What would you say if you heard that, of the 1.1+ million Arkansans on Medicaid today, more than a third are likely ineligible for the program?
Unfortunately, that’s precisely what the Arkansas Department of Human Services (DHS) is estimating.
Medicaid enrollment has shot up by roughly 25 percent during the pandemic due to a provision in one of the federal COVID-19 relief bills which restricts states from removing any enrollees—even those found to be ineligible—in the program, for as long as the public health emergency has been in effect.
As a result, states like Arkansas have been powerless to remove untold numbers of millionaires, fraudsters, or other ineligible individuals who were at one point able to enter the Medicaid program. States have literally been handcuffed from controlling their own Medicaid populations.
Beginning April 1, a new federal law allows states to begin “unwinding” these ineligible enrollees from the program—and it’s about time.
Unfortunately, the fact that only ineligible enrollees will be removed from the program appears to be lost on some people — and some in the Arkansas media who are giving them air time:
Overall, Arkansas DHS predicts that as many as 422,122 enrollees—including nearly 130,000 able-bodied adults on the state’s Obamacare expansion program—will need to be renewed.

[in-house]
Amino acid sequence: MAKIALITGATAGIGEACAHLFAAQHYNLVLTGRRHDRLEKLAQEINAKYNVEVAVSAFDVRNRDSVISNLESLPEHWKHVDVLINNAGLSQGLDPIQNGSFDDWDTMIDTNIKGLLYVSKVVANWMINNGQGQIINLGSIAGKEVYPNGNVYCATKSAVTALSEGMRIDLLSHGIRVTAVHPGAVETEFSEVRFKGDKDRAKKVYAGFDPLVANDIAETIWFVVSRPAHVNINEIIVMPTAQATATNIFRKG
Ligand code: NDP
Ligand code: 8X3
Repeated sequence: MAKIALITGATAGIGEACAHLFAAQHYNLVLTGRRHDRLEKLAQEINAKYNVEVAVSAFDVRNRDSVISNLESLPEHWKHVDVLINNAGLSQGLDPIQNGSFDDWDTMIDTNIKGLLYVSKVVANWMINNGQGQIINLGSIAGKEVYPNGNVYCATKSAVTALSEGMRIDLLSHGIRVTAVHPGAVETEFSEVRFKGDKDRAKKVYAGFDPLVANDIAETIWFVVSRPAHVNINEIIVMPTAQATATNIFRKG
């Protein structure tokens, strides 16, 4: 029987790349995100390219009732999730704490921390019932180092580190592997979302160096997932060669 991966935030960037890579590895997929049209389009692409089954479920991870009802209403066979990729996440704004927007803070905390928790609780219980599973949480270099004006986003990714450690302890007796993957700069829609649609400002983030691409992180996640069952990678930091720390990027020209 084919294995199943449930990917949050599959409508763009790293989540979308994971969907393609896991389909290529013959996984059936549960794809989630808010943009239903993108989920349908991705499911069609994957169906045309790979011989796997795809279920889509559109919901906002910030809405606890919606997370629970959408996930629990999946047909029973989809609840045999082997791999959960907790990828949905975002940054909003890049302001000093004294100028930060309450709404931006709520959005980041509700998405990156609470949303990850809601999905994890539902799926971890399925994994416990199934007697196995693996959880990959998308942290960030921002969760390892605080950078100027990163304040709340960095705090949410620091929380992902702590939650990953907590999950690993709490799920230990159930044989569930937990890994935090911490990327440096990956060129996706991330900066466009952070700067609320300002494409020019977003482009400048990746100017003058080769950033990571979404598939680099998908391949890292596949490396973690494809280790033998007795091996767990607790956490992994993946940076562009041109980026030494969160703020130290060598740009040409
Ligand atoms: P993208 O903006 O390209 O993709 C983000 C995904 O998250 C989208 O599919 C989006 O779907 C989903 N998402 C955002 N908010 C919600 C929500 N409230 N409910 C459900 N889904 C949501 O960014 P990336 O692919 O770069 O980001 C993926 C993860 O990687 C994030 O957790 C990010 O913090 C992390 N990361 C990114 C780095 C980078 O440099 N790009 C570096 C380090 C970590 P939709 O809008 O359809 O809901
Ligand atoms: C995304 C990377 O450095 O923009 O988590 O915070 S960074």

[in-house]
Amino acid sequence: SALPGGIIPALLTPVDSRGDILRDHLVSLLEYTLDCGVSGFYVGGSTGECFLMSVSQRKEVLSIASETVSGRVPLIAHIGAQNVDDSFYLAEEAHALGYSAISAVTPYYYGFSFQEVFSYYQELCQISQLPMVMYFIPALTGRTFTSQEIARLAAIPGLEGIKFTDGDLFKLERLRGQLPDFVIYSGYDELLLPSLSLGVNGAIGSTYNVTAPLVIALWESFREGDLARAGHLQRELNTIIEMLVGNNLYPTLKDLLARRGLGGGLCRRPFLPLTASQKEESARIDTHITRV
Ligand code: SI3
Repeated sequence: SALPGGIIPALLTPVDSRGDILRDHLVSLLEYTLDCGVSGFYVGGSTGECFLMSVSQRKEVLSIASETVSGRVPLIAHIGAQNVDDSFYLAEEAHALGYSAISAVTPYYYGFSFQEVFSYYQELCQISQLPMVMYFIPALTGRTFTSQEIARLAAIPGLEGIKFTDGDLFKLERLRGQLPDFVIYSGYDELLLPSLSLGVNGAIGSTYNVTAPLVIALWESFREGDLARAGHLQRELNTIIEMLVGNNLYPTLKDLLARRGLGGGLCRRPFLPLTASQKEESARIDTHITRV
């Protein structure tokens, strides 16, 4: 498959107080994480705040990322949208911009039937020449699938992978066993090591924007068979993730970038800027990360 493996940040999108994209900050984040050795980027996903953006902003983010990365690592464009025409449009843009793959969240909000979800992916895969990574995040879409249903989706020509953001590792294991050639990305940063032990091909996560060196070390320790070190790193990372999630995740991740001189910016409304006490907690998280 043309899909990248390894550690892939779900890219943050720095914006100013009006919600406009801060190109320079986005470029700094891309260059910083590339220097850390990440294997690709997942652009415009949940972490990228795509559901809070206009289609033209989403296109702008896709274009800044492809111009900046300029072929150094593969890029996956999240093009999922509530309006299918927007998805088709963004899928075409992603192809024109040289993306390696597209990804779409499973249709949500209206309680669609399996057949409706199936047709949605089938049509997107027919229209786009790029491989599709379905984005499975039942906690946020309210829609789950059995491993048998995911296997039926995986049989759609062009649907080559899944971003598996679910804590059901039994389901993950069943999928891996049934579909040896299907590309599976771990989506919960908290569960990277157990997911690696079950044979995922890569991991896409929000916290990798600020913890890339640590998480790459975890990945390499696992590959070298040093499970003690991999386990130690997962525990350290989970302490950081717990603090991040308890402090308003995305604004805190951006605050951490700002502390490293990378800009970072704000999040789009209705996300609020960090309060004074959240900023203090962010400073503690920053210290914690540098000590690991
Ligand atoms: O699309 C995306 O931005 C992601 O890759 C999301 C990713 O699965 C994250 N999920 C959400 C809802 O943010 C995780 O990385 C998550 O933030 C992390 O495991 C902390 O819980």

Here’s the good news: the state of Arkansas has already started conducting redeterminations, and has indicated they should be able to complete this “unwinding” within roughly six months.
That stands in stark contrast to other states who haven’t even started and who plan to take a year (or more). The longer the unwinding, the more money state taxpayers will have to fork over to keep ineligible enrollees on Medicaid.
By DHS indicating their plan to move quickly, it is clear that Gov. Sarah Sanders and her administration are treating this issue as a key priority.
But Arkansas lawmakers should make sure this never, ever happens again: The legislature can and should pass a law that requires affirmative legislative approval of any restrictions on the management of the state’s Medicaid program proposed by the federal government.
This would protect the state from future federal overreach and preserve the integrity of Arkansas’s Medicaid program — or at least provide an additional accountability measure before basic eligibility rules are discarded.
Thankfully, the Sanders administration is acting swiftly to restore integrity in the Medicaid program. But state lawmakers have a role to play in making sure Arkansas avoids future crises like these in the future — when we may not have such a strong top executive.